Gibraltar's Supreme Court was to decide on Thursday whether an Iranian oil tanker seized last month near the tiny British territory can be held longer amid speculation that it might soon be released.
The Grace 1 supertanker, carrying 2.1 million barrels of Iranian oil, was seized on July 4 by Gibraltar police and British special forces off the overseas British territory, provoking a diplomatic crisis between Tehran and London. It was suspected of carrying oil to war-torn Syria in violation of EU sanctions.
Iran, which has described Britain's actions as "piracy", seized a British tanker, the Stena Impero, on July 19 in the strategic Strait of Hormuz for breaking "international maritime rules".
The Supreme Court hearing on the fate of the Grace 1 is set for 10:30 am (0830 GMT), with a decision expected to be announced later in the day. The current detention order on the vessel expires on Saturday.
There has been speculation in recent days that Gibraltar authorities will soon release the tanker after the deputy head of Iran's port authority, Jalil Eslami, said Tuesday that Britain had shown an interest in overcoming the problem and documents had been exchanged.
"I hope this problem will be resolved in the near future," he added in a report by state news agency IRNA.
The government of Gibraltar would neither confirm or deny the report.
"We continue to seek to de-escalate issues arising since the lawful detention of Grace 1," a spokesman said.
Sanam Vakil, a senior research fellow at Chatham house in London, said Iran sees its seizure of the Stena Impero as "retaliation" for the British seizure of the Grace 1.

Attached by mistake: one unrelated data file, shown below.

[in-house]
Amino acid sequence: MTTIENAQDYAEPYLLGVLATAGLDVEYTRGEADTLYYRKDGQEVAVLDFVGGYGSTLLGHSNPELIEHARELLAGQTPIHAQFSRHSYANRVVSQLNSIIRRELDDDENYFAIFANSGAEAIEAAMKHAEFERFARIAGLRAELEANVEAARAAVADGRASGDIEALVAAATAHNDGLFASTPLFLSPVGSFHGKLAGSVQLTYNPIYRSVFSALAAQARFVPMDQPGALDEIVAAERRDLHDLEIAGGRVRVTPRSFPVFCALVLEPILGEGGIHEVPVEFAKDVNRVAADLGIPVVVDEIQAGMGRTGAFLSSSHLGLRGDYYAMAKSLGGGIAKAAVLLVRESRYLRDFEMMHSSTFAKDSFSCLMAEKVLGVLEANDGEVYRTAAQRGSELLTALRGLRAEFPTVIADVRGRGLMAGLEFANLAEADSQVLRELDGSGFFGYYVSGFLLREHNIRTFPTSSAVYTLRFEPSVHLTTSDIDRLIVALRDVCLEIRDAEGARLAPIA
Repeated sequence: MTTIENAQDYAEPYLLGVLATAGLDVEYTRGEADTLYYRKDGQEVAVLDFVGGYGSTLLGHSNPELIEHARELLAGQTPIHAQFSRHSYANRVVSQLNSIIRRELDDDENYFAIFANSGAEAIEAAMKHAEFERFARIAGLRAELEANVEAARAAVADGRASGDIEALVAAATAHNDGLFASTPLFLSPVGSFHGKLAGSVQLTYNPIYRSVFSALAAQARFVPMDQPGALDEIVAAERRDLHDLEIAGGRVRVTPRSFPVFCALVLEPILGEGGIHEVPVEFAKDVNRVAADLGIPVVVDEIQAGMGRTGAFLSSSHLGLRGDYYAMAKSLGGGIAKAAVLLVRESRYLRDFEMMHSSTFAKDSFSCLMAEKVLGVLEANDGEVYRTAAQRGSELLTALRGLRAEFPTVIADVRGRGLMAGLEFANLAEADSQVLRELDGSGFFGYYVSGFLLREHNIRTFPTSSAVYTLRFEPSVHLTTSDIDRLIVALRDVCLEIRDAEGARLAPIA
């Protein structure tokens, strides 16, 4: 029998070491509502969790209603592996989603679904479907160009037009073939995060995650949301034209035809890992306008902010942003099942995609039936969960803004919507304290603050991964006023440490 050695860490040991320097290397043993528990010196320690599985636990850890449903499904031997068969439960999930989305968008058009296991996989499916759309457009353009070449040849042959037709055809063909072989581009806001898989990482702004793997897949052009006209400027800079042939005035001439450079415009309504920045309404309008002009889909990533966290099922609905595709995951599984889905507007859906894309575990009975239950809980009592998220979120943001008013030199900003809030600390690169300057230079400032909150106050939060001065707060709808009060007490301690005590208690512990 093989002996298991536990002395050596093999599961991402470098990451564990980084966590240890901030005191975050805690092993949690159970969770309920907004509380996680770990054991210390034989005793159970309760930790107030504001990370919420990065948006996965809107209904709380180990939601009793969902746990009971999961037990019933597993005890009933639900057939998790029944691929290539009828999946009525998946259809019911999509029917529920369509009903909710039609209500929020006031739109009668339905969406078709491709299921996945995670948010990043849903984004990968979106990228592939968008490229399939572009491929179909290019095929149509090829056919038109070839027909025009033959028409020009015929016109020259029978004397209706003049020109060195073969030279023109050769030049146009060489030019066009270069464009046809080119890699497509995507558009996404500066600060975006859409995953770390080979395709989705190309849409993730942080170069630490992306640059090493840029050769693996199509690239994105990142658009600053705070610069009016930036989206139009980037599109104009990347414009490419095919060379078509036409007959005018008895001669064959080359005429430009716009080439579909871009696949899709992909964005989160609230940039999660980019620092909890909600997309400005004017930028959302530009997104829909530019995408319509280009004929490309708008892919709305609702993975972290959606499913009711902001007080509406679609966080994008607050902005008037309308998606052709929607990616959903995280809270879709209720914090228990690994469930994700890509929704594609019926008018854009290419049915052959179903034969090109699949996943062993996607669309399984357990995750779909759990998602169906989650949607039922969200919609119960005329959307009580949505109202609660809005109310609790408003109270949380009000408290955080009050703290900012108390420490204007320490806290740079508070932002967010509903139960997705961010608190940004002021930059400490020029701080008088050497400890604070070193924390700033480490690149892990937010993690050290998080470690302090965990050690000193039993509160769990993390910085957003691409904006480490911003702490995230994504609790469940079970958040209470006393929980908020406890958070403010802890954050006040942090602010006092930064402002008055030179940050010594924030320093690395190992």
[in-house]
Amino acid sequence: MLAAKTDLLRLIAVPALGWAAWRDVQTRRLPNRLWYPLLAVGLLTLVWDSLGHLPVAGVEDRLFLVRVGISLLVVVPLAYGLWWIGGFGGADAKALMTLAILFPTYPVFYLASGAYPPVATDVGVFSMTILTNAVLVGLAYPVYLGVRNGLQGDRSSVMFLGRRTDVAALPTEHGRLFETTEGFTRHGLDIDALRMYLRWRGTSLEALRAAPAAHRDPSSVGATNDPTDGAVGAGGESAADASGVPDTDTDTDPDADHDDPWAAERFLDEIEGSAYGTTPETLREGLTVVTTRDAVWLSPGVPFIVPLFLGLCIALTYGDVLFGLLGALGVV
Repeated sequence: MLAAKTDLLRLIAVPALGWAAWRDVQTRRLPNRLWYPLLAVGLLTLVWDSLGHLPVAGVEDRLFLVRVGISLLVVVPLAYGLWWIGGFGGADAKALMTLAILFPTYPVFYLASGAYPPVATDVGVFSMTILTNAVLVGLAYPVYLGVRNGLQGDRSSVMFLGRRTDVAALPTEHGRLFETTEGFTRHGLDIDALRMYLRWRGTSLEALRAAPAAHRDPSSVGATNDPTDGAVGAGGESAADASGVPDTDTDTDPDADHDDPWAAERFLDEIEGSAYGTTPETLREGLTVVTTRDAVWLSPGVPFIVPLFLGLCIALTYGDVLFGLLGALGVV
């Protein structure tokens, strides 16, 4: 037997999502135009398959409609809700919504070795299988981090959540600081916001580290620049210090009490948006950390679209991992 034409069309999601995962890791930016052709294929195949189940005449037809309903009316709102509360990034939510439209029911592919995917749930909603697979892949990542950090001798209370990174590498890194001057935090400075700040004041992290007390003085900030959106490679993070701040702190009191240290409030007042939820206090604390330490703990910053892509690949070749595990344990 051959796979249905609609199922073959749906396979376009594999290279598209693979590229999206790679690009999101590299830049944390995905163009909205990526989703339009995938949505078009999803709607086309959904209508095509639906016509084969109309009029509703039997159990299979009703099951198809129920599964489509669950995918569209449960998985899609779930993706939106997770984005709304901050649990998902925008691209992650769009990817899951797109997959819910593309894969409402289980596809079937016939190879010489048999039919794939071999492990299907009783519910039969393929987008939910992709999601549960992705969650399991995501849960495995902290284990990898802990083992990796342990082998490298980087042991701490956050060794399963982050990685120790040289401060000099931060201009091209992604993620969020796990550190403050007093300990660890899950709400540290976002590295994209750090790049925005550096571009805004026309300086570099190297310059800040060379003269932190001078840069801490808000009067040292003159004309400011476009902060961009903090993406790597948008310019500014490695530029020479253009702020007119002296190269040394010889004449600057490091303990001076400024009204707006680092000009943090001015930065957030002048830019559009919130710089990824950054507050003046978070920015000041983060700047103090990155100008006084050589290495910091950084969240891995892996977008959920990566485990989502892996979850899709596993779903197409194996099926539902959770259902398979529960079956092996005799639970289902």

"It's a tit-for-tat thing. If the Grace 1 gets released, and it would be if behind the scenes probably Iran made a commitment not to export that oil to Syria, and then it is likely that the Stena Impero will also be released," she told AFP.
Iranian authorities believe Britain seized the Grace 1 at the behest of the Trump administration which they feel is "staging an economic war against Iran designed in the long run to prevent Iran from regaining its market share in the oil sector. So Iran is also trying to defend its market share," she added.
The capture of the tanker has heightened frictions just as European nations are scrambling to save a landmark nuclear deal with the Islamic Republic after the United States pulled out of it last year and started imposing sanctions on Iran.
Iran says the tanker was in international waters and was not headed to Syria. It has repeatedly called for the ship's release.
Gibraltar authorities will also have to decide on the fate of four crew members of the Grace 1, including its captain, who were arrested shortly after the tanker was seized. All four are on police bail and have not been charged with any offence.
Gibraltar's Supreme Court on July 19 extended its initial order authorising the detention of the Grace 1 for a further 30 days at the request of the attorney general.